Evening Hill tree work

3rd February 2022

Background

Evening Hill is an open space in Canford Cliffs ward that slopes down from Sandbanks Road to the harbour and affords fine views across the water to the Purbecks beyond.

The space comprises an area of grass with benches, and a network of informal paths and steps around fenced-off wildlife areas; there is also a promenade beside the waters edge.

There is considerable nature conservation interest in the site; it is designated as part of the Luscombe Valley Site of Special Scientific Interest (SSSI) – a national nature conservation designation denoting a protected area – due to its remnant heathland vegetation, sand lizards and Bermuda grass. 

As part of the Evening Hill cycle lane project (outlined in the image below) we are undertaking work to restore the SSSI boosting access to nature, supporting our health and wellbeing.

Evening Hill cycle lane project

The works

Evening Hill is enjoyed as a natural open space and we are not intending to carry out any work that is likely to compromise that, in fact the works will only enhance these features.

The Holm Oak trees growing here are unsuitable for this location due to the SSSI designation and therefore we are going to be removing these trees and replacing with a grass seed mix suitable for the acidic soil here.

The removal of these trees follows advice from Natural England (government advisory body for the natural environment) and the Council’s nature conservation experts. Holm Oak is an invasive species (‘Quercus ilex’ as listed here) and therefore the Council are required to remove from protected sites. All of Evening hill is included within the Luscombe valley SSSI (Site of Special Scientific Interest), notified for its heathland and acidic grassland habitats, these sites are important in a European and international context for their plant and animal communities.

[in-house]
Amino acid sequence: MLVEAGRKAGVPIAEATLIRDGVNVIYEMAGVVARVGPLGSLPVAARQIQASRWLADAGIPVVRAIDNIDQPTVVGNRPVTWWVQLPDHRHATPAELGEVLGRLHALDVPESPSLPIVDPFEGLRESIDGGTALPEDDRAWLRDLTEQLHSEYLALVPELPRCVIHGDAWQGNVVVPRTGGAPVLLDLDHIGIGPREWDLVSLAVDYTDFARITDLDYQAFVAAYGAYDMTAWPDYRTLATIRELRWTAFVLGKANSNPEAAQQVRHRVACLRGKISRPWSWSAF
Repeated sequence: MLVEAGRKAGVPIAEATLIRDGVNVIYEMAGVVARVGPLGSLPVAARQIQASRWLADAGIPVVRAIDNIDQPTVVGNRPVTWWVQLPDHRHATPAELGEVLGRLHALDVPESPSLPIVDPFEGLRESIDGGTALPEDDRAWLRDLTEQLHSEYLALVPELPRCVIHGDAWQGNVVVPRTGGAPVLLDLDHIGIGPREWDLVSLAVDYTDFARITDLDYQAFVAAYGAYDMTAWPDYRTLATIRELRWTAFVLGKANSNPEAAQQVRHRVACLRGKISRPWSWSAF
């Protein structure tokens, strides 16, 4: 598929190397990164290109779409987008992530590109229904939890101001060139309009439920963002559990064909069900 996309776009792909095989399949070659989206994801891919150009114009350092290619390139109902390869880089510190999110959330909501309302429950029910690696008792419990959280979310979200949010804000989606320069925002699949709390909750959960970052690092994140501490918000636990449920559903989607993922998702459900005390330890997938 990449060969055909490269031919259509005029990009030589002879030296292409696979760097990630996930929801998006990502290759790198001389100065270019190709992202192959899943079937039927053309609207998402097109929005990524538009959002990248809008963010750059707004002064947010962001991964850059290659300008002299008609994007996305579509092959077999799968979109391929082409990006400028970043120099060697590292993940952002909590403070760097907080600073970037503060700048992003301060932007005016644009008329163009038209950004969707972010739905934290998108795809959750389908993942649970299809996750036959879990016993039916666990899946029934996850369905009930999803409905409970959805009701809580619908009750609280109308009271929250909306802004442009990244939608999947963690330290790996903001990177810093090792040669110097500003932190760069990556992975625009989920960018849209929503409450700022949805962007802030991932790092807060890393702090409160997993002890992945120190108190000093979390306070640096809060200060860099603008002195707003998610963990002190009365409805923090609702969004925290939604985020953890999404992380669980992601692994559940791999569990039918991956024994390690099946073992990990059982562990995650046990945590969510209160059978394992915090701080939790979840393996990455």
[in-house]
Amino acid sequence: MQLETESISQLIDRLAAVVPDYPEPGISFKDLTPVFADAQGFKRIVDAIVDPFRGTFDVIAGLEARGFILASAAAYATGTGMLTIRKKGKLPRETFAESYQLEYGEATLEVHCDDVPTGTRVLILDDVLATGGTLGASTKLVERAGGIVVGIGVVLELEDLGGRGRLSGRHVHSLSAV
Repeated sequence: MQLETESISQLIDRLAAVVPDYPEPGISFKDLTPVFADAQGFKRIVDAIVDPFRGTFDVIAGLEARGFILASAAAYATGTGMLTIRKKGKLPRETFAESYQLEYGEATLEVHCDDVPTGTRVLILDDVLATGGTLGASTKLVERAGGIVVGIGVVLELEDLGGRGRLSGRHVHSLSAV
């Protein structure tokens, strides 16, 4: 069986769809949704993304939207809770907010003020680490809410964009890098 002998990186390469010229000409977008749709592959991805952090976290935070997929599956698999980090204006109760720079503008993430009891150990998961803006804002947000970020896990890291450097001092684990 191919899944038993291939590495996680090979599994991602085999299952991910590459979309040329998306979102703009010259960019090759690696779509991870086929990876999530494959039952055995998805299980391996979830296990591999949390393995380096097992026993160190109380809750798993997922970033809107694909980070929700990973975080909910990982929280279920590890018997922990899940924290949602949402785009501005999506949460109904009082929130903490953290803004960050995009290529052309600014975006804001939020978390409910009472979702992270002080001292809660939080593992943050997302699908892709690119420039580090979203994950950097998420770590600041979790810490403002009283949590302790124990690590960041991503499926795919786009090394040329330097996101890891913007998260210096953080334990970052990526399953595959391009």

If not managed the Holm Oak will quickly spread and due to its thick, evergreen canopies will prevent/destroy any heathland and acidic grasslands from growing below them. This would be disastrous in the long term as:

  • Evening hill will become dominated with Holm Oak with little to no understory which will reduce wildlife diversity, so we would have a site that only supports a handful of species.
  • The Council would not be fulfilling legal obligations to protect and enhance the SSSI, possibly leading to large fines from Natural England.
  • This special site could lose its designation and we would lose another part of the complex of heathland sites which together comprise the Dorset Heathlands, which has already lost 86% of its area since the mid-18th century.

The few Scots Pine are a significant feature here, giving character and are a more appropriate species to retain, as are more fitting with the historical landscapes of the area, have less impact on the site and are at least native to Britain. Being native to the UK they do add far more value than Holm Oak with 91 species of associated insect compared to just 2 on Holm oak, which in turn provides food for other species up the food chain.

While we’re working here, we will also be undertaking work to repair the fencing and benches.

Evening Hill tree works 2022

Approximate timescales

  • Tree removal work – January / February 2022
  • Ground prep and grass seeding – spring 2022
  • Repairs to the fence – spring / summer 2022
  • Bench refurbishment – TBC

We apologise for any inconvenience caused while the work is ongoing and thank you for your patience.

Project details

Budget £30,800
Funding Emergency Active Travel Fund Programme
Project Leader Ruth Wharton
01202 261700
environment@bcpcouncil.gov.uk

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